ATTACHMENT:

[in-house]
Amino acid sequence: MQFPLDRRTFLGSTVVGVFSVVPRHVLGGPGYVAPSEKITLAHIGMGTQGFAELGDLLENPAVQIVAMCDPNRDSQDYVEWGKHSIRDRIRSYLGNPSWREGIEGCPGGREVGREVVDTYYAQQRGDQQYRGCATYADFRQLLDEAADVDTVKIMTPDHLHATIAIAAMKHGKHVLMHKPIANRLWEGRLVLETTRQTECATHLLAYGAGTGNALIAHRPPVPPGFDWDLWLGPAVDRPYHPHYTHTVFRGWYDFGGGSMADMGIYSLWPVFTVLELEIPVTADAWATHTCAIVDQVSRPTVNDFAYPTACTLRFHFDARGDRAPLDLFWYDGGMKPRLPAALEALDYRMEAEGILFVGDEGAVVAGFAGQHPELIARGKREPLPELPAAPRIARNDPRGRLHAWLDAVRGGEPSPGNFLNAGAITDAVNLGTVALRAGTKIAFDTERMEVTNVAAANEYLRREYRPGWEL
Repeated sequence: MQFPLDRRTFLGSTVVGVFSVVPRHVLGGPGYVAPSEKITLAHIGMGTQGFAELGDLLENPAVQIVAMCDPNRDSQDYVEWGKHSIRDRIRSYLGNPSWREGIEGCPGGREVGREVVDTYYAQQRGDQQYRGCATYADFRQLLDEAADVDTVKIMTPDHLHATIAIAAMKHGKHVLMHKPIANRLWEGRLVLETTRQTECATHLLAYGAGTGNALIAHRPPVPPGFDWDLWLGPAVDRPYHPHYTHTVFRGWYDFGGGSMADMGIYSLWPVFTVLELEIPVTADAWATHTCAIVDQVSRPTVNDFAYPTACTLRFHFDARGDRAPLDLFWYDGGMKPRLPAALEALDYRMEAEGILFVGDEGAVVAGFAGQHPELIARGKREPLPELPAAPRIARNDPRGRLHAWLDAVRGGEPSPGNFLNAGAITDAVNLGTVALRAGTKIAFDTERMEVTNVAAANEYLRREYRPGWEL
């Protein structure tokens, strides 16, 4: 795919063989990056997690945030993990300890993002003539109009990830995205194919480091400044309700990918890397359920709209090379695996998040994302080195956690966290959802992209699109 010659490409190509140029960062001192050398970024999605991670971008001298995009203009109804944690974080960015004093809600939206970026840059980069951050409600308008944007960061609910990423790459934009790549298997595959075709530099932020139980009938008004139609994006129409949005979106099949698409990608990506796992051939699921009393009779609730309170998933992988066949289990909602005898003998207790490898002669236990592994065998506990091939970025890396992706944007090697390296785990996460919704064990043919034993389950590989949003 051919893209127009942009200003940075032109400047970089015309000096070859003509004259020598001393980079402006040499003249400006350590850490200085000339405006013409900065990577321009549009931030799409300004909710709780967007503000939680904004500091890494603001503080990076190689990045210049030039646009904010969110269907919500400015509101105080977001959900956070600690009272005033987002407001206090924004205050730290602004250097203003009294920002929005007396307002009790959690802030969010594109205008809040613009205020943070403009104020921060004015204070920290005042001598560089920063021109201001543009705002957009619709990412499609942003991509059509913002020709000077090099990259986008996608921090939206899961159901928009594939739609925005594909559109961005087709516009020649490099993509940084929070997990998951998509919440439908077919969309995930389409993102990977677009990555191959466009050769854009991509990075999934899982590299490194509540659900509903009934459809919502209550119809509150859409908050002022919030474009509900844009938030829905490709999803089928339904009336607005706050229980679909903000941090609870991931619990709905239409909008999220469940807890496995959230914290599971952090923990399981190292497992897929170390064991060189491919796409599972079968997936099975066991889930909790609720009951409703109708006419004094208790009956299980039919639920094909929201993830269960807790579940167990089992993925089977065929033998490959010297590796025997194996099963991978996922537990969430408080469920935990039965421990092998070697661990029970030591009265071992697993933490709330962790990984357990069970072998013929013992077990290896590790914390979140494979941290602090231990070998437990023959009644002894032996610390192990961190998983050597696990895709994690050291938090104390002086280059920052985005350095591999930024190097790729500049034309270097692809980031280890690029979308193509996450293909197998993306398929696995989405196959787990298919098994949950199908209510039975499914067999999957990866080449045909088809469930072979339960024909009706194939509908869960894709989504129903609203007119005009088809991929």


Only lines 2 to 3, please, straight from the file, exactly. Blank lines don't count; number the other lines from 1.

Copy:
Amino acid sequence: MQFPLDRRTFLGSTVVGVFSVVPRHVLGGPGYVAPSEKITLAHIGMGTQGFAELGDLLENPAVQIVAMCDPNRDSQDYVEWGKHSIRDRIRSYLGNPSWREGIEGCPGGREVGREVVDTYYAQQRGDQQYRGCATYADFRQLLDEAADVDTVKIMTPDHLHATIAIAAMKHGKHVLMHKPIANRLWEGRLVLETTRQTECATHLLAYGAGTGNALIAHRPPVPPGFDWDLWLGPAVDRPYHPHYTHTVFRGWYDFGGGSMADMGIYSLWPVFTVLELEIPVTADAWATHTCAIVDQVSRPTVNDFAYPTACTLRFHFDARGDRAPLDLFWYDGGMKPRLPAALEALDYRMEAEGILFVGDEGAVVAGFAGQHPELIARGKREPLPELPAAPRIARNDPRGRLHAWLDAVRGGEPSPGNFLNAGAITDAVNLGTVALRAGTKIAFDTERMEVTNVAAANEYLRREYRPGWEL
Repeated sequence: MQFPLDRRTFLGSTVVGVFSVVPRHVLGGPGYVAPSEKITLAHIGMGTQGFAELGDLLENPAVQIVAMCDPNRDSQDYVEWGKHSIRDRIRSYLGNPSWREGIEGCPGGREVGREVVDTYYAQQRGDQQYRGCATYADFRQLLDEAADVDTVKIMTPDHLHATIAIAAMKHGKHVLMHKPIANRLWEGRLVLETTRQTECATHLLAYGAGTGNALIAHRPPVPPGFDWDLWLGPAVDRPYHPHYTHTVFRGWYDFGGGSMADMGIYSLWPVFTVLELEIPVTADAWATHTCAIVDQVSRPTVNDFAYPTACTLRFHFDARGDRAPLDLFWYDGGMKPRLPAALEALDYRMEAEGILFVGDEGAVVAGFAGQHPELIARGKREPLPELPAAPRIARNDPRGRLHAWLDAVRGGEPSPGNFLNAGAITDAVNLGTVALRAGTKIAFDTERMEVTNVAAANEYLRREYRPGWEL